4 September 2019  |

At its June 16 constituency session, the membership delegates of the Dakota Conference took a stand against the GC-recommended wording for their constitution, passing changes to the constitution by a strong margin.

The constituency voted to strike the words, “all purposes and procedures of this conference shall be in harmony with the working policies and procedures of the North American Division.” It adopted a line that said, “This conference shall pursue the mission of the church as stated in the 28 fundamental beliefs,” striking out the words “within the doctrinal guidelines adopted and approved by the General Conference in its quinquennial session.”

Though a few members have accused the Dakota Conference of exercising “kingly power” (a reference that Ellen White made to overreach by General Conference leaders) in making this recommendation, conference president Neil Biloff explained that “the goal of the adjustments are meant to give more voice to members in the Dakotas.”

In the Dakota Conferences newsletter, Biloff quotes Ellen White saying, “There should be no Jerusalem centers… for we are just as much under the control of God in one part of his vineyard as in another.” Her concern, says Biloff, was with whether the church would “have a protestant governing mindset or would it be more papal/hierarchical with all authority resting at the top?”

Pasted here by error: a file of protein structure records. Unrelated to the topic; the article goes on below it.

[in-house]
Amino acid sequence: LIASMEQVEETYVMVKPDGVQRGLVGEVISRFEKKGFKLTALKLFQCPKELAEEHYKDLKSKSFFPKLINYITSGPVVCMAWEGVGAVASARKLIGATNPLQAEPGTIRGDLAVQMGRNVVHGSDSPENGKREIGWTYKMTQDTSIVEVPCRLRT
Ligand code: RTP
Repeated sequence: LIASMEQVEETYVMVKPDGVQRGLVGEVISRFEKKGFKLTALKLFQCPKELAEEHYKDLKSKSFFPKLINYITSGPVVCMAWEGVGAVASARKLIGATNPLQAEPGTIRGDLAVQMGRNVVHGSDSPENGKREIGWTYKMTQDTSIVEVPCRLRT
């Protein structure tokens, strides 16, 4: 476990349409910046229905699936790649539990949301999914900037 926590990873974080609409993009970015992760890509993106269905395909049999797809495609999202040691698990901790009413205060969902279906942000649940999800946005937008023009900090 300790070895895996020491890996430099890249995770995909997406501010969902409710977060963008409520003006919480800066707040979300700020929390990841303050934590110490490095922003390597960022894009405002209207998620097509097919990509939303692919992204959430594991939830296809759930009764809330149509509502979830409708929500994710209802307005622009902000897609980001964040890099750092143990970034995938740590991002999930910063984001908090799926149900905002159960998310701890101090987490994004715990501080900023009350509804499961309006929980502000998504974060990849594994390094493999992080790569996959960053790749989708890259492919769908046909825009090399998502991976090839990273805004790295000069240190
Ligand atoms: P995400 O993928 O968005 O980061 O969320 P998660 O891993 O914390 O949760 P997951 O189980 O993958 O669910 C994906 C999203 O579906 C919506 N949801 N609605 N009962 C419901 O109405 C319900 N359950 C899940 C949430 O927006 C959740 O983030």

Dakota is only the latest in a series of conferences that have either rejected the top-down, GC-dominated model constitution, or refused to adopt it when it was pushed by the GC. The conference retained in its constitution the reference to the authority of the Mid-America Union Conference and the North American Division.

Though the union conference was for a long time argued to be dispensable, the last decade has seen a growing preference by NAD members for this to be a more authoritative level of governance. This was asserted most strongly when Pacific Union and Columbia Union constituency sessions voted to ordain women serving as pastors within their territories, against the direction of the General Conference.

The move has been labeled by critics as a move toward congregationalism.


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